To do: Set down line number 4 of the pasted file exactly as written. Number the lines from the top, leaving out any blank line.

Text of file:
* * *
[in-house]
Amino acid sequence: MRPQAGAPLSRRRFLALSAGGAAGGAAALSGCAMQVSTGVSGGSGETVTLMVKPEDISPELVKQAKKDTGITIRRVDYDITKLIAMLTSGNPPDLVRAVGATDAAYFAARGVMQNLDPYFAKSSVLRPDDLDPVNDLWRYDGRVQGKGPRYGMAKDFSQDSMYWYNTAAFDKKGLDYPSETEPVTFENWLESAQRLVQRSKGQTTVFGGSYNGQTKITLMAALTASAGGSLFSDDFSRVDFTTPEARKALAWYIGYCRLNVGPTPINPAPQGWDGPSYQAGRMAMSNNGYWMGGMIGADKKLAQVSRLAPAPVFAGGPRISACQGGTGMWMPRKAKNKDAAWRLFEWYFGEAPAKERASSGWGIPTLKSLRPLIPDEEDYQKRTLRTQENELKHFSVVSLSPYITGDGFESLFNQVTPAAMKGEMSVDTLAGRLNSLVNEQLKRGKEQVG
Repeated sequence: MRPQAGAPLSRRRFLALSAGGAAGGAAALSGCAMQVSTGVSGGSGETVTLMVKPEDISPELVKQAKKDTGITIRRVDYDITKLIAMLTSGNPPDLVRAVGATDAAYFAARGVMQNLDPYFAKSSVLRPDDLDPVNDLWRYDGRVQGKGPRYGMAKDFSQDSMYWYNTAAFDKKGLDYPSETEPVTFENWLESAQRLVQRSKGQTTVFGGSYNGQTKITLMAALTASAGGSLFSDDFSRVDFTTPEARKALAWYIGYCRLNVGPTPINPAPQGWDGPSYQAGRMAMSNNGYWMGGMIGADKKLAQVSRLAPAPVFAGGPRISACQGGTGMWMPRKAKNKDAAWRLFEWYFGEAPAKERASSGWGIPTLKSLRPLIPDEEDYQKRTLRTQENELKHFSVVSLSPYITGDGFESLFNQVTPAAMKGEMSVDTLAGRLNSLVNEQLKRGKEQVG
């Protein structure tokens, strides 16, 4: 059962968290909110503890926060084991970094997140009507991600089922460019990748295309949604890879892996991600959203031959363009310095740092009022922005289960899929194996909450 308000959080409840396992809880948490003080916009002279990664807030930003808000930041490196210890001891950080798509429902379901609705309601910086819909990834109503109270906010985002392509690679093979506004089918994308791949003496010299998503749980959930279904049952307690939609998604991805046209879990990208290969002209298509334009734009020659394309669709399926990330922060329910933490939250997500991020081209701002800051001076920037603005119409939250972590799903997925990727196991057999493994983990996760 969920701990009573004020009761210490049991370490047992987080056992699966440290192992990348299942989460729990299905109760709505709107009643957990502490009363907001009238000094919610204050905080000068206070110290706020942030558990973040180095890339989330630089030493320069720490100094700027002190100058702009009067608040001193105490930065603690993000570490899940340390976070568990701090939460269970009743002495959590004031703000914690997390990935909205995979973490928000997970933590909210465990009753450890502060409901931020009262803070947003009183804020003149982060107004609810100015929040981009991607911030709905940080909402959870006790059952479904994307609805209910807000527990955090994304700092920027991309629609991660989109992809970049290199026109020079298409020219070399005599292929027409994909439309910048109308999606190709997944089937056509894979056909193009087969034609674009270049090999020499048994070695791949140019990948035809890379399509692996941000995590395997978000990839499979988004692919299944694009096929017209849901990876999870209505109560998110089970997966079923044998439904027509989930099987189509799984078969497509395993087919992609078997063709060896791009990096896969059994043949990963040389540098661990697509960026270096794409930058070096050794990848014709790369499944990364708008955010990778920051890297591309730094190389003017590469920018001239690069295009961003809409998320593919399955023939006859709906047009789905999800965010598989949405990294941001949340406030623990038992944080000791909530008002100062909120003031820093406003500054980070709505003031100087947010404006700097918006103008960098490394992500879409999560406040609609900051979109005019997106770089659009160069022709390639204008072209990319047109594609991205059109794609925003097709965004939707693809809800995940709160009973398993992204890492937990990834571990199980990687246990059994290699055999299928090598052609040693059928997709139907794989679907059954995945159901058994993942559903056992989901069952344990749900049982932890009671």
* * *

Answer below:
């Protein structure tokens, strides 16, 4: 059962968290909110503890926060084991970094997140009507991600089922460019990748295309949604890879892996991600959203031959363009310095740092009022922005289960899929194996909450 308000959080409840396992809880948490003080916009002279990664807030930003808000930041490196210890001891950080798509429902379901609705309601910086819909990834109503109270906010985002392509690679093979506004089918994308791949003496010299998503749980959930279904049952307690939609998604991805046209879990990208290969002209298509334009734009020659394309669709399926990330922060329910933490939250997500991020081209701002800051001076920037603005119409939250972590799903997925990727196991057999493994983990996760 969920701990009573004020009761210490049991370490047992987080056992699966440290192992990348299942989460729990299905109760709505709107009643957990502490009363907001009238000094919610204050905080000068206070110290706020942030558990973040180095890339989330630089030493320069720490100094700027002190100058702009009067608040001193105490930065603690993000570490899940340390976070568990701090939460269970009743002495959590004031703000914690997390990935909205995979973490928000997970933590909210465990009753450890502060409901931020009262803070947003009183804020003149982060107004609810100015929040981009991607911030709905940080909402959870006790059952479904994307609805209910807000527990955090994304700092920027991309629609991660989109992809970049290199026109020079298409020219070399005599292929027409994909439309910048109308999606190709997944089937056509894979056909193009087969034609674009270049090999020499048994070695791949140019990948035809890379399509692996941000995590395997978000990839499979988004692919299944694009096929017209849901990876999870209505109560998110089970997966079923044998439904027509989930099987189509799984078969497509395993087919992609078997063709060896791009990096896969059994043949990963040389540098661990697509960026270096794409930058070096050794990848014709790369499944990364708008955010990778920051890297591309730094190389003017590469920018001239690069295009961003809409998320593919399955023939006859709906047009789905999800965010598989949405990294941001949340406030623990038992944080000791909530008002100062909120003031820093406003500054980070709505003031100087947010404006700097918006103008960098490394992500879409999560406040609609900051979109005019997106770089659009160069022709390639204008072209990319047109594609991205059109794609925003097709965004939707693809809800995940709160009973398993992204890492937990990834571990199980990687246990059994290699055999299928090598052609040693059928997709139907794989679907059954995945159901058994993942559903056992989901069952344990749900049982932890009671």